By: S. Giridhar column
Once more, the issue of Indian universities not figuring in global rankings is cause for hand wringing and heart burn.
This time, a sense of indignation has also crept in, as the QS Asia and QS BRICS surveys show that our universities are not figuring adequately even among Asian or BRICS countries. The argument goes that these global surveys do not consider the unique context of India, they give too much weightage to research, to the funding received for research, the percentage of foreign students and so on. Valid points, but the creation of an India-specific ranking system is hardly the kind of measure that will help India improve the quality of its higher education.
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My belief is that India featuring among the top 200 universities in world rankings is not a problem. Institutions such as the Indian Institute of Science and the IITs are within striking distance and can be funded and supported to make the grade. But neither the status symbol of a presence in international league tables nor an India-specific ranking system will address the real malaise in our higher education, which is the very poor undergraduate system for basic disciplines.
Our 550 universities and their 16,000 colleges, which ought to be the backbone of a thriving higher education system for the basic disciplines, are in dire straits. Most of them are defeated by inadequate resources, the lack of teaching talent and infrastructure, and are without the means to aim for any measure of quality. Our schoolteachers emerge from these poor quality colleges and teach our schoolchildren in a system that is based on rote learning, devoid of the spirit of enquiry and critical thinking. The vicious cycle continues as these children in turn graduate in science, arts or commerce, neither evolved in his or her discipline nor having acquired a social orientation or values.
So even if we create our own “contextually valid” ranking system with faultless methodology and perfect execution, it is not going to address the core systemic problem. While the top 25 universities will be in a rat race as they chase the rankings, there would be unhealthy jostling for precious talent and the exercise would suck up resources and public attention. It will do nothing for the lakhs of desperate students who pass through our colleges.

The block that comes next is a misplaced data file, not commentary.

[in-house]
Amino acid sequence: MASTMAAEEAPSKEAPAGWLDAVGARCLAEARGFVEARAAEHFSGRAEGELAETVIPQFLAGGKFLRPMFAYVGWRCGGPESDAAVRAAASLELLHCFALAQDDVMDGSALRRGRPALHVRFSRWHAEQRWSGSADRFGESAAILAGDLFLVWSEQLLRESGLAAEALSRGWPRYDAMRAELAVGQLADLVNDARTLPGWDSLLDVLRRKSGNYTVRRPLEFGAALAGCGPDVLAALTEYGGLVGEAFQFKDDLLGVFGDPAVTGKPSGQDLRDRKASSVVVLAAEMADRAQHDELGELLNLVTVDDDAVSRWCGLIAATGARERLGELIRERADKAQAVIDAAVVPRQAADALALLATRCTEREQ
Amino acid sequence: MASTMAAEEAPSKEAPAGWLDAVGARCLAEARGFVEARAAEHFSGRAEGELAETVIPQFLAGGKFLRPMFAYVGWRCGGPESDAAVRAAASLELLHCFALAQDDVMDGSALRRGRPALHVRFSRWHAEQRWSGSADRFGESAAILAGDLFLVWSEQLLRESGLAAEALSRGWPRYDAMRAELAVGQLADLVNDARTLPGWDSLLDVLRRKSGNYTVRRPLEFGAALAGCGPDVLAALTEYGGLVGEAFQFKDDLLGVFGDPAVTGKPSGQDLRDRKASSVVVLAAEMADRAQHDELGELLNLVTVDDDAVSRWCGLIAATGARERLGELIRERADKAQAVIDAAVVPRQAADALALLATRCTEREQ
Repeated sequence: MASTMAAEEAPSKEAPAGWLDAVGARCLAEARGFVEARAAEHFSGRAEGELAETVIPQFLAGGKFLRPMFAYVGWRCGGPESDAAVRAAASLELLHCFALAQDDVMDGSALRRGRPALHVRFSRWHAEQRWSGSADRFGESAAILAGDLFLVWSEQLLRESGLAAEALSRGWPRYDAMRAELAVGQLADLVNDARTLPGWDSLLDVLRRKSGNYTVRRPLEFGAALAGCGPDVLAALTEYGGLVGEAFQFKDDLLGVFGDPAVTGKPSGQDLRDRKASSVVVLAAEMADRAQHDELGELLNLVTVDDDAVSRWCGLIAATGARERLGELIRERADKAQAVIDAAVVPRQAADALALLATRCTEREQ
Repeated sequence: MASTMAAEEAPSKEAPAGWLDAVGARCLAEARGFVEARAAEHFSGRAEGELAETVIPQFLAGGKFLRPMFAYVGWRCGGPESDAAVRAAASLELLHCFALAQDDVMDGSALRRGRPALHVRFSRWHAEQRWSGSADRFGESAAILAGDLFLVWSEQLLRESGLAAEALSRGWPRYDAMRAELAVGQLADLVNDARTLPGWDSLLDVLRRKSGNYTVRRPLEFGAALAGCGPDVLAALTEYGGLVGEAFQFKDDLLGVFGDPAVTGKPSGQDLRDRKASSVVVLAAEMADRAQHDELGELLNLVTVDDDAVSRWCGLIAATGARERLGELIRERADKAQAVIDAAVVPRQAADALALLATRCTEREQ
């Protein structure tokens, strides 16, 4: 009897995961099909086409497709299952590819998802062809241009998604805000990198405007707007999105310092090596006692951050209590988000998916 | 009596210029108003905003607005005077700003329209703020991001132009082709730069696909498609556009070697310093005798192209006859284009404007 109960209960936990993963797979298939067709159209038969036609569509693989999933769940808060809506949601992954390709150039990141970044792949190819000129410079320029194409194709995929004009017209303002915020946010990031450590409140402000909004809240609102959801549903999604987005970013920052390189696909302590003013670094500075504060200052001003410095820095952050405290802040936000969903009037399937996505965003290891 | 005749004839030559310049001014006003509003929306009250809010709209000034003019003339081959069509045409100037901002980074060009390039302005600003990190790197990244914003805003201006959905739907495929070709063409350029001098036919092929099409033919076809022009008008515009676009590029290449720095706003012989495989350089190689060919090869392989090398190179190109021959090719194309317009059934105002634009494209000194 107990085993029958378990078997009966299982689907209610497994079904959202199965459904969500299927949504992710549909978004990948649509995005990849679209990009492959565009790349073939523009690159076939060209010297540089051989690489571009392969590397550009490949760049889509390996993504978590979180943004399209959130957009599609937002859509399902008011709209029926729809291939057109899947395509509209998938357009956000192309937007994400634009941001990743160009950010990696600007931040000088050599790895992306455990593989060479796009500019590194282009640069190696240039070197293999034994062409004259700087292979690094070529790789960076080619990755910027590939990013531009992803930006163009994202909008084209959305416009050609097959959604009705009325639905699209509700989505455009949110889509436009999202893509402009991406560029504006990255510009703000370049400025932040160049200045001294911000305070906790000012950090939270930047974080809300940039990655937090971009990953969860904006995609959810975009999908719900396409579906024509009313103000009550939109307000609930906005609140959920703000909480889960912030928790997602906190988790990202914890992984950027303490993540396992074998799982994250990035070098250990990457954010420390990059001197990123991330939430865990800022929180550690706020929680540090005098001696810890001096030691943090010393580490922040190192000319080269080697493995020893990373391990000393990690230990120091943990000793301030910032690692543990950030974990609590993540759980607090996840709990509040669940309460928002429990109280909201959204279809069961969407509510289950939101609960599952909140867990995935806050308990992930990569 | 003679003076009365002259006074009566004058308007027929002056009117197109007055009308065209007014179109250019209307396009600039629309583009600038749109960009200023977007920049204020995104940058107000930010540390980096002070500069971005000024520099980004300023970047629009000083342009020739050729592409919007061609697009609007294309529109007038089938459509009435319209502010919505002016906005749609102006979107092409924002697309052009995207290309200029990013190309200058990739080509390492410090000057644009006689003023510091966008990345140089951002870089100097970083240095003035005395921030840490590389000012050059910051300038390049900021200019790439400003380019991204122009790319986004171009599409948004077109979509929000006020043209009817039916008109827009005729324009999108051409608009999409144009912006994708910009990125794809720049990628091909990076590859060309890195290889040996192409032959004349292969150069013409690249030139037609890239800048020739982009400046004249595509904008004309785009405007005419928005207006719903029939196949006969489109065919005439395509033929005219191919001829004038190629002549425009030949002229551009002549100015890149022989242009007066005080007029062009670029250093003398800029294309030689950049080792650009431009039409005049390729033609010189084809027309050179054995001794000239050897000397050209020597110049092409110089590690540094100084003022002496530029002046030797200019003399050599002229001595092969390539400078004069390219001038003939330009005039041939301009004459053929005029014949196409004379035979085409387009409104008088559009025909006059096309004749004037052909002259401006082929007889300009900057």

We have evidence that this university assessment abhiyan could be an exercise in futility. First, an examination of the National Assessment and Accreditation Council (NAAC) will show that its assessment and ratings are not taken seriously or acted upon. The inadequacy of its assessment is also reflected in the manner it liberally gives out “A plus” and “A” ratings. Perhaps the first step is to take a hard look at the NAAC, shake it up, make it use serious yardsticks where the highest rating is reserved for truly global quality institutions and the rest are placed in relation to that standard. That would address one half of the issue, that of reliable and meaningful assessment.
What of the other and more significant half, the use of these assessments for continuous improvement? That brings me to the second piece of evidence — the various school assessment exercises across the country that have not improved levels of learning. ASER, the dip-stick survey of the country for a decade now, tells us every year that half the children are not learning. Similarly, statewide, detailed quality assessment exercises show that the majority of schools are not doing their job. Other studies show that neither in private nor in public schools are children learning to develop their potential. But none of these assessments has helped improve school education because the answer lies not in these assessments but in a major systemic overhaul, most importantly, a deep and intensive revamp of our teacher education system. If these assessments have not moved the needle even a little in school quality, what makes us believe they will have different results for college education?
The answer to improving the quality of our higher education is actually a long-term, difficult process to totally reform our university programmes, organisation and regulation. We need governance reforms that question the purpose and functioning of the existing governing and statutory bodies. We need regulatory reforms to address deep-rooted rent seeking and to deal harshly with corruption and unethical commercialisation, organisational reforms that enable decentralisation, splitting up universities and explicitly preventing political appointments. We need reforms so that colleges and universities can implement structural changes that foster academic freedom in the curriculum, pedagogy and assessment, and they are able to recruit and appoint faculty without political interference.
Other things need to be done simultaneously to address the core issue. First, increasing public spending on higher education, because currently we spend a mere 1 per cent of our GDP on it. Second, significantly invest in basic disciplines. Third, improve and give teeth to the NAAC, make it meaningful by including measures of inclusion and equity as well as quality of learning outcomes. Fourth, address the great shortage of quality teachers in our universities by creating a system where the best people in a discipline, be it humanities or the sciences, choose teaching as a career.
We need a 10- or even 20-year strategy and we should implement it steadfastly, without wavering on the way. If one accepts this premise of long-haul reform, where a number of core systemic issues are painstakingly addressed, one will appreciate the limited value of ideas like the creation of a fresh Indian university ranking system.
The writer is registrar and chief operating officer of Azim Premji University